The Wild Mullein and I


I never thought of lamb’s ear as a cultivated plant as I see it growing wild around here all over the place, but it’s popular in beds and borders for its silvery-green textured leaves that are shaped like, you guessed it, a lamb’s ear. I didn’t know it flowered, and I’m not sure why that is considering, as I said, it’s all over the place. I can’t blame the animals as it’s one of those plants they don’t like to eat. You’ll see a grazed-down field with lamb’s ear popping up all over. It’s actually considered to be an invasive plant, but I’ve got a couple of them in my herb garden.

I was surprised to see how pretty the blooms are. This one (which comes with a bug!) is just beginning to flower.

My curiosity was aroused about lamb’s ear when someone commented recently saying they ate it in salads. I had always assumed there was something not-so-good about it since the animals will ignore it in a field, so I had to investigate. I mean, assuming it’s edible, the leaves look kinda fuzzy…..

Which makes my tongue curl up and my mouth want to seal shut.

What I found was that some people do eat the leaves, but it’s not common. Because for most people, the idea makes their tongues curl up and their mouths seal shut. And while the plant isn’t harmful to animals (as far as I can find), animals have the same reaction. However, it is edible.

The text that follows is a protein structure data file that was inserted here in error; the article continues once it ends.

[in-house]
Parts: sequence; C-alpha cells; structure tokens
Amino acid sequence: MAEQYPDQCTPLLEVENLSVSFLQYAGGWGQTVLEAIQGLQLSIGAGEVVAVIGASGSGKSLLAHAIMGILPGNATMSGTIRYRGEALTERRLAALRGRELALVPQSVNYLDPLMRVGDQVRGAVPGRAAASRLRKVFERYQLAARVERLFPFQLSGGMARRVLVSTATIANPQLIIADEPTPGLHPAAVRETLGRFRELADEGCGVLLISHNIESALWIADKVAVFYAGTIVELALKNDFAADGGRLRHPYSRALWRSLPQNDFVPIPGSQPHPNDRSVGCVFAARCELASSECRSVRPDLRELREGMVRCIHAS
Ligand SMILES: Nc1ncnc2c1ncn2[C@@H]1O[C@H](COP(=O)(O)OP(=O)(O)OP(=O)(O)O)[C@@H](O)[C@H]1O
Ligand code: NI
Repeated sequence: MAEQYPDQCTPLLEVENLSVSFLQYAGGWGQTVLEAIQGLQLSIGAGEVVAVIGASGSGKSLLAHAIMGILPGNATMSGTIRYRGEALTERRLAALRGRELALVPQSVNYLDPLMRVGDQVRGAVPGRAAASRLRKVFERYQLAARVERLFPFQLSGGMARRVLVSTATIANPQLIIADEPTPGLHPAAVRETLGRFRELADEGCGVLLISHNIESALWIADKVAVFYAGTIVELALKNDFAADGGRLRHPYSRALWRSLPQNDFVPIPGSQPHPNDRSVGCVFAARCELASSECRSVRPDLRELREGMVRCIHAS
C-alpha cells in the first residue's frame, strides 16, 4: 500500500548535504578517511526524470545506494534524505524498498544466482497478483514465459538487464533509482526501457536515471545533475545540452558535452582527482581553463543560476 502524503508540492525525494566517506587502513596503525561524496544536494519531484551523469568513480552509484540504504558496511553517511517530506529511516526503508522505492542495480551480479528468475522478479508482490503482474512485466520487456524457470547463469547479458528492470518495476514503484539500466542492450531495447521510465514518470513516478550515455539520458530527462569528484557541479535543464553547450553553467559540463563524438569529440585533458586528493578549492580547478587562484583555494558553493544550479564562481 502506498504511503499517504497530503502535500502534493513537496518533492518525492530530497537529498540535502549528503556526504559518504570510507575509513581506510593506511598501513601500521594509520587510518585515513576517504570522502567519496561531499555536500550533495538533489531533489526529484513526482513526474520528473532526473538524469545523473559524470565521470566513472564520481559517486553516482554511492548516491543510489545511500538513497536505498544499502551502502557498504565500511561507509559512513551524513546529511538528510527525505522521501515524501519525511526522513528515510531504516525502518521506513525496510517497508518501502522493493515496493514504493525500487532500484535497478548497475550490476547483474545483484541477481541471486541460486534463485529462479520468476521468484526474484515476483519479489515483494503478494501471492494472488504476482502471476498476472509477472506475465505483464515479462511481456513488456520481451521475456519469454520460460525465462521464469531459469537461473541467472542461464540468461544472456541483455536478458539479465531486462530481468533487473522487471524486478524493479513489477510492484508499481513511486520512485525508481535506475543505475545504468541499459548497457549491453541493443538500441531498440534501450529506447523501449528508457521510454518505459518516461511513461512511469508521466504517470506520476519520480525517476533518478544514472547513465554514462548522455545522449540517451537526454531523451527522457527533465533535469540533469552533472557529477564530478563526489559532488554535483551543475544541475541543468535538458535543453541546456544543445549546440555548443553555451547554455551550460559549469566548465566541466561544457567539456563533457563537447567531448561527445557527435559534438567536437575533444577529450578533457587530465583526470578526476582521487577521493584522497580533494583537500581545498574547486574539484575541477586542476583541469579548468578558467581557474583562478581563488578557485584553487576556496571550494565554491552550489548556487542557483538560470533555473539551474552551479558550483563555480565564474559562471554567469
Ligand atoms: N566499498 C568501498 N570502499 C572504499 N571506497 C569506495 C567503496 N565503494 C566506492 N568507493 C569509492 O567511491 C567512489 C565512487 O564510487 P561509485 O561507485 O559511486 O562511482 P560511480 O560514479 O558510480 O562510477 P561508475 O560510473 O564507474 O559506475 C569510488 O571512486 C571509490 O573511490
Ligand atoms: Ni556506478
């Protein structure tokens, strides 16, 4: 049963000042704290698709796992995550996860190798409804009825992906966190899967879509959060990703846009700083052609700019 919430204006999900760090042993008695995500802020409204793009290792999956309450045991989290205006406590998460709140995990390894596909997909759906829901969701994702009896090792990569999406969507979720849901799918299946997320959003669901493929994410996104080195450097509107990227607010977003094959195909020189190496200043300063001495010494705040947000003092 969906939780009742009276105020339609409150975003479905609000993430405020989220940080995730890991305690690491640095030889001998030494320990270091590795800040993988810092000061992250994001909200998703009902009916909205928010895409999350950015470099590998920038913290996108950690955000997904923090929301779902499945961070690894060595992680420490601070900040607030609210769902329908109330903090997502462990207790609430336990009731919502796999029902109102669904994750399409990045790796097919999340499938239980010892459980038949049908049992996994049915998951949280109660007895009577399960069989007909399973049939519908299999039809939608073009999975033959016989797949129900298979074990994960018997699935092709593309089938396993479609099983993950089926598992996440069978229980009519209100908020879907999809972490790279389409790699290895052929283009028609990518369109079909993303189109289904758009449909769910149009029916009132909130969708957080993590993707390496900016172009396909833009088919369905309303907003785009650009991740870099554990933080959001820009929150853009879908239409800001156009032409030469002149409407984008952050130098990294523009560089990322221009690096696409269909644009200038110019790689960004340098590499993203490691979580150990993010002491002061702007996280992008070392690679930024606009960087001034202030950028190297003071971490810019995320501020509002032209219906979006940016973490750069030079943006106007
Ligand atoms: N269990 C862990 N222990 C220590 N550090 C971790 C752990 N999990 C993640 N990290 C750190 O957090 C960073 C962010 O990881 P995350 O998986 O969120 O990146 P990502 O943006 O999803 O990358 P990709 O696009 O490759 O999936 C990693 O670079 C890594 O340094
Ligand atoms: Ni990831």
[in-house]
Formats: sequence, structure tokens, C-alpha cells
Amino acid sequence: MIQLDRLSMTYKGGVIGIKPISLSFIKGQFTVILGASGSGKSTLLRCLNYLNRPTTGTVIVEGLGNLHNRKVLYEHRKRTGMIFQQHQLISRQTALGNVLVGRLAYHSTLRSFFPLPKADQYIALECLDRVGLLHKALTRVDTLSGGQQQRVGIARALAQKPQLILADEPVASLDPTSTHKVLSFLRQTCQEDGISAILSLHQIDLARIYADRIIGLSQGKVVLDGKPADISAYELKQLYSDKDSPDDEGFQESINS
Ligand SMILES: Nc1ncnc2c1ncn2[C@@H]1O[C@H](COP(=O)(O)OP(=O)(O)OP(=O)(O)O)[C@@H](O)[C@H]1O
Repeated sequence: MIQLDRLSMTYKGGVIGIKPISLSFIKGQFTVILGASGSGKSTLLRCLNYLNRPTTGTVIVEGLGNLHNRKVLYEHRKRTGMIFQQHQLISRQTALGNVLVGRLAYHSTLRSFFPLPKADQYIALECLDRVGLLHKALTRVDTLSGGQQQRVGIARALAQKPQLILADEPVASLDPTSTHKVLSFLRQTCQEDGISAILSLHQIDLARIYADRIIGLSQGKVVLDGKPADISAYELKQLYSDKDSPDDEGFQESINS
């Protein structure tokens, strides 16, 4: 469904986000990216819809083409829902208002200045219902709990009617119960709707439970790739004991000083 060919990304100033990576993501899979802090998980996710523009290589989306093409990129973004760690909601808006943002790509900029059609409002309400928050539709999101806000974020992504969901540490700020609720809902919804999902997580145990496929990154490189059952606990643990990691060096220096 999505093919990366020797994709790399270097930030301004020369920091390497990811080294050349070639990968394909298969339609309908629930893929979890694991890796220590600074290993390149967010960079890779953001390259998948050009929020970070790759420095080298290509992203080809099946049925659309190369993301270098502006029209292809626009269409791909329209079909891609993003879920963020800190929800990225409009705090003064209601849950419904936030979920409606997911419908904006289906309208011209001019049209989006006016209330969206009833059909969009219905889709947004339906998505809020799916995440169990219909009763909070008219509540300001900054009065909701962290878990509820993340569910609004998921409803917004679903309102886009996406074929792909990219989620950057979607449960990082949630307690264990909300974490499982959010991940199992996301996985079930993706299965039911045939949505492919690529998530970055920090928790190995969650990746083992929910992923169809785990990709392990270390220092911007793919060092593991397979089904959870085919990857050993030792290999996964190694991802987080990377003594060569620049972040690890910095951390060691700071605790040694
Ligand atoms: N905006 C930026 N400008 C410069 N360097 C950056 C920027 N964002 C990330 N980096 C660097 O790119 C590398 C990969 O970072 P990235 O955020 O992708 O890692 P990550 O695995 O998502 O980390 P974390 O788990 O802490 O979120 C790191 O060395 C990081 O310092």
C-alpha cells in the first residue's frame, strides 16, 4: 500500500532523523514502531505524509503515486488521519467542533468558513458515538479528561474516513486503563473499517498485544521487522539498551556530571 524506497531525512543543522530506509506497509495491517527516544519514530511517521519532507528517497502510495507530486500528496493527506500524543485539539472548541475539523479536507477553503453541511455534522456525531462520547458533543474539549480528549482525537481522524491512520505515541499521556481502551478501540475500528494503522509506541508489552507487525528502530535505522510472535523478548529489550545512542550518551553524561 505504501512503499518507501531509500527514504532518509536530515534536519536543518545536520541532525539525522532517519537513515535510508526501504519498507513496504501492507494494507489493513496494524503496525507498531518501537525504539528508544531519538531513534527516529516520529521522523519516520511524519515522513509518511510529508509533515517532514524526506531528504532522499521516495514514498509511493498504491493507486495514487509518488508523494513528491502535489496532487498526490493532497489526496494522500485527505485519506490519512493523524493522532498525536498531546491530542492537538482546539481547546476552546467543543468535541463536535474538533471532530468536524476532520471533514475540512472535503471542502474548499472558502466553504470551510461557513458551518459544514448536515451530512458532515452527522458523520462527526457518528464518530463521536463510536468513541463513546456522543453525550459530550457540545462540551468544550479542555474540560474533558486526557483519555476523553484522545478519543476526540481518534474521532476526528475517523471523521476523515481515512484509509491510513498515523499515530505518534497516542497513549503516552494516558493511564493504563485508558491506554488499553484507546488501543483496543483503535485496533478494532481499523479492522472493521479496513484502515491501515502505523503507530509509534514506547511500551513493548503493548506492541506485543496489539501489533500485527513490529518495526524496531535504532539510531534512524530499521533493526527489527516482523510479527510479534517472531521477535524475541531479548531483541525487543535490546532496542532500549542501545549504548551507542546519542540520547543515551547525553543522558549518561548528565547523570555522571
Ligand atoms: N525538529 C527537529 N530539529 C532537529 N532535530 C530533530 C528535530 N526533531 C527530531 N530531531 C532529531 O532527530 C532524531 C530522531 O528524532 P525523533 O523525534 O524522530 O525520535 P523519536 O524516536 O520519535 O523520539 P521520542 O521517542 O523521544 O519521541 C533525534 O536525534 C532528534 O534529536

Like, for starving people.

It has also long been used as a medicinal plant for its antiseptic, anti-inflammatory, and anti-bacterial properties. The fuzzy leaves are absorbent and can be turned into makeshift bandages.


In the course of my research, I realized there are two very similar plants. Lamb’s ear–and wild mullein. I caught onto this fact when the lamb’s ear articles all kept referencing the pink or purple flowers. My flowers are decidedly yellow. Here are the basic differences between the two plants:

Mullein (Verbascum thapsus) grows as a “foliage rosette” with a central stalk that produces yellow blossoms. Lamb’s ear (Stachys byzantina) grows as a “foliage clump” and produces pinkish-purple flowers. While the leaves are quite similar, mullein grows much taller and lamb’s ear leaves are softer. The most obvious, easiest identification is in the color of the blooms.

What I have here is wild mullein. So, is mullein edible? Yes, yes, it is! Its list of medicinal properties are similar to lamb’s ear, as is its edible status–and accompanying lack of edible interest on the part of many humans and animals. Also like lamb’s ear, it can be invasive. And further, it doesn’t bloom in the first year, which may be why I’ve seen it so often not blooming in our fields. From year to year due to trampling or turning over ground etc, we probably don’t get a lot of second-year mullein around here in the fields where it’s most readily visible. I got these mature blooming mulleins because they are protected inside my garden.

I’ve never heard anyone around here call this anything but lamb’s ear, so I feel super genius-like for making this earth-splitting botanical discovery. I conquered this wild mullein, uncovering its secrets all on my own. I always like to get one over on the “old” farmers.

Me: “Did you say lamb’s ear? Actually, that’s wild mullein. See the yellow flowers? The foliage rosette? It’s Verbascum thapsus, you see. Not Stachys byzantina.”

Then the old farmers run me over with their old tractors and put some yellow “lamb’s ear” flowers on my grave.

The End.

Comments Leave a Comment
Share: |    Subscribe to my feed Subscribe
Posted by Suzanne McMinn on June 2, 2011  

More posts you might enjoy:

Sign up for the Chickens in the Road Newsletter


35 Responses | RSS feed for comments on this post

  1. 6-2

    thanks for the information…who,

  2. 6-2
    am out for the Old first I thought I was crazy because my lambs ear never bloomed.
    Granny Trace

  3. 6-2